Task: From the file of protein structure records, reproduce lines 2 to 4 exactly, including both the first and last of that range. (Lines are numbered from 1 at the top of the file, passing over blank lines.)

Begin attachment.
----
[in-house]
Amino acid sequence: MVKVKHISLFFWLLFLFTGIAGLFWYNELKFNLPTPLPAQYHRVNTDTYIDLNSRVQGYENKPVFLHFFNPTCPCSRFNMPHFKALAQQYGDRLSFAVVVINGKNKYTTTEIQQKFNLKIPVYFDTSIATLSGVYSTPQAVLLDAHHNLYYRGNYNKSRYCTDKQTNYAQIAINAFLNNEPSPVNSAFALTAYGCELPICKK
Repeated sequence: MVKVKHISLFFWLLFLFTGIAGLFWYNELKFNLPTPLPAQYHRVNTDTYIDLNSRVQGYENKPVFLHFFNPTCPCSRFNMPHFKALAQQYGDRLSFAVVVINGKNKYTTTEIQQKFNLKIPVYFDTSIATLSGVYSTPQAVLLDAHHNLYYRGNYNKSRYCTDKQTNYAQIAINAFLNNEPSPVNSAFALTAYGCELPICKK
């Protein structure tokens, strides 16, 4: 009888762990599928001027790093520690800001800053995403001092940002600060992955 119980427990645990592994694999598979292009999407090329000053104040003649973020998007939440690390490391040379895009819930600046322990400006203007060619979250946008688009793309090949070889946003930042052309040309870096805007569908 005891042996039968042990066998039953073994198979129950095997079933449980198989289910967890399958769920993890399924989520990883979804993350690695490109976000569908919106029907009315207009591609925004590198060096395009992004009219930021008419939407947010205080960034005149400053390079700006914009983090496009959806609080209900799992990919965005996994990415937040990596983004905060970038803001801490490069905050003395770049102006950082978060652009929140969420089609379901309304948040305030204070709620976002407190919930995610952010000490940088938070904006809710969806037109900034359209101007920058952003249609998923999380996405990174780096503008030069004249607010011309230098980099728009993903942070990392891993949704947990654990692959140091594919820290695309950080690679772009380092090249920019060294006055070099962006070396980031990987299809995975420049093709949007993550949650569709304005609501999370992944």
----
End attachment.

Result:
Amino acid sequence: MVKVKHISLFFWLLFLFTGIAGLFWYNELKFNLPTPLPAQYHRVNTDTYIDLNSRVQGYENKPVFLHFFNPTCPCSRFNMPHFKALAQQYGDRLSFAVVVINGKNKYTTTEIQQKFNLKIPVYFDTSIATLSGVYSTPQAVLLDAHHNLYYRGNYNKSRYCTDKQTNYAQIAINAFLNNEPSPVNSAFALTAYGCELPICKK
Repeated sequence: MVKVKHISLFFWLLFLFTGIAGLFWYNELKFNLPTPLPAQYHRVNTDTYIDLNSRVQGYENKPVFLHFFNPTCPCSRFNMPHFKALAQQYGDRLSFAVVVINGKNKYTTTEIQQKFNLKIPVYFDTSIATLSGVYSTPQAVLLDAHHNLYYRGNYNKSRYCTDKQTNYAQIAINAFLNNEPSPVNSAFALTAYGCELPICKK
């Protein structure tokens, strides 16, 4: 009888762990599928001027790093520690800001800053995403001092940002600060992955 119980427990645990592994694999598979292009999407090329000053104040003649973020998007939440690390490391040379895009819930600046322990400006203007060619979250946008688009793309090949070889946003930042052309040309870096805007569908 005891042996039968042990066998039953073994198979129950095997079933449980198989289910967890399958769920993890399924989520990883979804993350690695490109976000569908919106029907009315207009591609925004590198060096395009992004009219930021008419939407947010205080960034005149400053390079700006914009983090496009959806609080209900799992990919965005996994990415937040990596983004905060970038803001801490490069905050003395770049102006950082978060652009929140969420089609379901309304948040305030204070709620976002407190919930995610952010000490940088938070904006809710969806037109900034359209101007920058952003249609998923999380996405990174780096503008030069004249607010011309230098980099728009993903942070990392891993949704947990654990692959140091594919820290695309950080690679772009380092090249920019060294006055070099962006070396980031990987299809995975420049093709949007993550949650569709304005609501999370992944």